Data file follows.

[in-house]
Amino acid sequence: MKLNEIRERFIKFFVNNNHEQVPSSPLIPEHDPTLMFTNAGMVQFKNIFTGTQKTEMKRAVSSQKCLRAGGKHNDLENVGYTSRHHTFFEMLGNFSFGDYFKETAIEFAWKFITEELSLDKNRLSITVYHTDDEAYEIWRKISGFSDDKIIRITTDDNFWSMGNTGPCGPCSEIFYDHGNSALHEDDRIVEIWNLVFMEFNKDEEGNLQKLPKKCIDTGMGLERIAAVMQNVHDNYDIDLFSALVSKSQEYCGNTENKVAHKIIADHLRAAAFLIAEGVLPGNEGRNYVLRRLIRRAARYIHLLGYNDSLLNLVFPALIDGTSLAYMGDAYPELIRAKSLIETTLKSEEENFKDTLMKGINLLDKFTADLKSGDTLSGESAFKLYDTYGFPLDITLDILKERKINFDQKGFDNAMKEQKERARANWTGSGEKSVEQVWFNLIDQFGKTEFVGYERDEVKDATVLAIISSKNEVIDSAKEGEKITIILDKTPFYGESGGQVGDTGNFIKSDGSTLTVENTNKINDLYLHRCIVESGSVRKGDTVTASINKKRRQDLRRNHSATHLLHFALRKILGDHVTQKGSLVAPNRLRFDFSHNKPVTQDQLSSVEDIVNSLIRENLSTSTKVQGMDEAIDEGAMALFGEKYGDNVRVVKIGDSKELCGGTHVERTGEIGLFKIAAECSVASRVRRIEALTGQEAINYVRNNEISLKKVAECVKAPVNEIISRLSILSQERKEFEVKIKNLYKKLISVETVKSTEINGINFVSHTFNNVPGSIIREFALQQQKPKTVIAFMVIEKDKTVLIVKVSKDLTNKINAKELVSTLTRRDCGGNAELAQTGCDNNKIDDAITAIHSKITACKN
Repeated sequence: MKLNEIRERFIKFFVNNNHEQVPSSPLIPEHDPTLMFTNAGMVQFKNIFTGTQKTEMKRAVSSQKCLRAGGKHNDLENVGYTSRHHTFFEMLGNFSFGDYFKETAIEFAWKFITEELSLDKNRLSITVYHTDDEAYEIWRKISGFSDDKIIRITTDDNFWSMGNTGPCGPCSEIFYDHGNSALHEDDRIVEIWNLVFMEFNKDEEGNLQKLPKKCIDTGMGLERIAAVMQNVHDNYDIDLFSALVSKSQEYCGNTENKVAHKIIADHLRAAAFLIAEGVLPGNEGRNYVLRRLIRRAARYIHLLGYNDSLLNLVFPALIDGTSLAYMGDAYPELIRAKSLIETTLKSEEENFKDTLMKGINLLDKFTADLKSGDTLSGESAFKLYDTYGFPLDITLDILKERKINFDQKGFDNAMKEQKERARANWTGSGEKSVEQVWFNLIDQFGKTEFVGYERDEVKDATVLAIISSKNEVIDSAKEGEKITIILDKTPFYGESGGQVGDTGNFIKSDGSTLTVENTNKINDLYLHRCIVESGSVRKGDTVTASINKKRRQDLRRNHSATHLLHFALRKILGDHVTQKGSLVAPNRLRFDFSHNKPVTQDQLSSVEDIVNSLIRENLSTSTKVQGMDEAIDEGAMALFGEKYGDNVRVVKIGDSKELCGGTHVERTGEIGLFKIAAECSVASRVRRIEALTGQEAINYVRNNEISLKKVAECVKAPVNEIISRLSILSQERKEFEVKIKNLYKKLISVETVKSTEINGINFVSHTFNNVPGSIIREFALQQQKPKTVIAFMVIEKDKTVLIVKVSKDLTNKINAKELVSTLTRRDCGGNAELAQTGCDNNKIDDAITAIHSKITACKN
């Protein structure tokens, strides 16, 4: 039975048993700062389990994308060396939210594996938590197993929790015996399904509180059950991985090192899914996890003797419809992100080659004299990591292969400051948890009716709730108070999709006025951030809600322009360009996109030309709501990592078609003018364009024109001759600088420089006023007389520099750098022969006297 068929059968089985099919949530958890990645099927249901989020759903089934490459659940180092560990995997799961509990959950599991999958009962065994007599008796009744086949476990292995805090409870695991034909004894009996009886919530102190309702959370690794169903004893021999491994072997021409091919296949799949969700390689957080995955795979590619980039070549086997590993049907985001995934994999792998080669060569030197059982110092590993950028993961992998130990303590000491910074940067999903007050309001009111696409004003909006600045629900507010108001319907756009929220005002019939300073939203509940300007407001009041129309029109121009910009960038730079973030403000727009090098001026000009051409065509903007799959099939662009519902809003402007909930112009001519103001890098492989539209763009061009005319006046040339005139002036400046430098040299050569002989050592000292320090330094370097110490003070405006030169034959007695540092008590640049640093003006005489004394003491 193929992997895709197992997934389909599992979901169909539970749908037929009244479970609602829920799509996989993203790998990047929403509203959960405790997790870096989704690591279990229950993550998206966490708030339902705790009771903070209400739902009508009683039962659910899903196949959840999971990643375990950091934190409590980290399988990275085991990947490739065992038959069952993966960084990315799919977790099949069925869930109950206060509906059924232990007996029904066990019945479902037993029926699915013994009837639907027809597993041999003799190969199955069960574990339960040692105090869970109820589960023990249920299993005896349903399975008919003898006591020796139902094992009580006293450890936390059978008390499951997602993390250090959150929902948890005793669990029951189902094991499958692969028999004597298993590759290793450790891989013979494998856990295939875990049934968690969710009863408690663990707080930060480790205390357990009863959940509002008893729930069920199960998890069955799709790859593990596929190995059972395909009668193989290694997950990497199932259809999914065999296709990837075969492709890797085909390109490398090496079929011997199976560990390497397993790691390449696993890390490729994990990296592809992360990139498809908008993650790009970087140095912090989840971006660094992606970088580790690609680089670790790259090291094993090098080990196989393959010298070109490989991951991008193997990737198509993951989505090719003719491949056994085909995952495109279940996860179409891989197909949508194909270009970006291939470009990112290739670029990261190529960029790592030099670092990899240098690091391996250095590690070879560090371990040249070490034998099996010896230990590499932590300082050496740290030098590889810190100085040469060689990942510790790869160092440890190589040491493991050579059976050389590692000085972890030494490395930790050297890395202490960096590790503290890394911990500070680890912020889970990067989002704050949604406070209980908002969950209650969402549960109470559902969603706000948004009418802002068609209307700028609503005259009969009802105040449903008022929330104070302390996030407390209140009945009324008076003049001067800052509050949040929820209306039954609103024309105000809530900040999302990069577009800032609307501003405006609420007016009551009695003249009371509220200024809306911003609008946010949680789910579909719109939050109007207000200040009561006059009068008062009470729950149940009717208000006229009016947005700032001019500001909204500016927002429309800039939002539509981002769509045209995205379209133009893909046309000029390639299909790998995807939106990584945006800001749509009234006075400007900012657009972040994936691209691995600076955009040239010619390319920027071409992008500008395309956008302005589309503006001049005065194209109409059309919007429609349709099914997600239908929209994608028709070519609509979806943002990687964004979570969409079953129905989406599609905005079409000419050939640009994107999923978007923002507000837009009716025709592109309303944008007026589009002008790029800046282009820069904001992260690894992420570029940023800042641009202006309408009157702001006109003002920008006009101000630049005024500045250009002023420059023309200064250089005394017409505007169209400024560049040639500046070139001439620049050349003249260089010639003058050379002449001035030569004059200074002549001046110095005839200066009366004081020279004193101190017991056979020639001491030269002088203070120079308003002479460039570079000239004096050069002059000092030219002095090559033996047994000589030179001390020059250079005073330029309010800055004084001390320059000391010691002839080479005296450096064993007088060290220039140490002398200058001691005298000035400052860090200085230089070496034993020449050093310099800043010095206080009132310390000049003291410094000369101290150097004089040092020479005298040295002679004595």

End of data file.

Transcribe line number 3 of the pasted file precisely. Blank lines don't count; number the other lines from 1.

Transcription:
Repeated sequence: MKLNEIRERFIKFFVNNNHEQVPSSPLIPEHDPTLMFTNAGMVQFKNIFTGTQKTEMKRAVSSQKCLRAGGKHNDLENVGYTSRHHTFFEMLGNFSFGDYFKETAIEFAWKFITEELSLDKNRLSITVYHTDDEAYEIWRKISGFSDDKIIRITTDDNFWSMGNTGPCGPCSEIFYDHGNSALHEDDRIVEIWNLVFMEFNKDEEGNLQKLPKKCIDTGMGLERIAAVMQNVHDNYDIDLFSALVSKSQEYCGNTENKVAHKIIADHLRAAAFLIAEGVLPGNEGRNYVLRRLIRRAARYIHLLGYNDSLLNLVFPALIDGTSLAYMGDAYPELIRAKSLIETTLKSEEENFKDTLMKGINLLDKFTADLKSGDTLSGESAFKLYDTYGFPLDITLDILKERKINFDQKGFDNAMKEQKERARANWTGSGEKSVEQVWFNLIDQFGKTEFVGYERDEVKDATVLAIISSKNEVIDSAKEGEKITIILDKTPFYGESGGQVGDTGNFIKSDGSTLTVENTNKINDLYLHRCIVESGSVRKGDTVTASINKKRRQDLRRNHSATHLLHFALRKILGDHVTQKGSLVAPNRLRFDFSHNKPVTQDQLSSVEDIVNSLIRENLSTSTKVQGMDEAIDEGAMALFGEKYGDNVRVVKIGDSKELCGGTHVERTGEIGLFKIAAECSVASRVRRIEALTGQEAINYVRNNEISLKKVAECVKAPVNEIISRLSILSQERKEFEVKIKNLYKKLISVETVKSTEINGINFVSHTFNNVPGSIIREFALQQQKPKTVIAFMVIEKDKTVLIVKVSKDLTNKINAKELVSTLTRRDCGGNAELAQTGCDNNKIDDAITAIHSKITACKN